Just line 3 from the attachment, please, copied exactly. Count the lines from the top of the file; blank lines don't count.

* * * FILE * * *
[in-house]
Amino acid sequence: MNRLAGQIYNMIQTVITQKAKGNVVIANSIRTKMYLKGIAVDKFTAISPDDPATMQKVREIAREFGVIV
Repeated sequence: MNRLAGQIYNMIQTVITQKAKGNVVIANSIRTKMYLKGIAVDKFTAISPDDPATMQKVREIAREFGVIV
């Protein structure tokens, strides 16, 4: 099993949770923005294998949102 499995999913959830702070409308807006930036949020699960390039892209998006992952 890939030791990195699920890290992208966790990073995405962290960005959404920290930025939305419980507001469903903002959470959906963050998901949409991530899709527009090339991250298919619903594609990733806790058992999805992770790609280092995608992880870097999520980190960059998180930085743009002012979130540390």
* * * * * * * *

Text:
Repeated sequence: MNRLAGQIYNMIQTVITQKAKGNVVIANSIRTKMYLKGIAVDKFTAISPDDPATMQKVREIAREFGVIV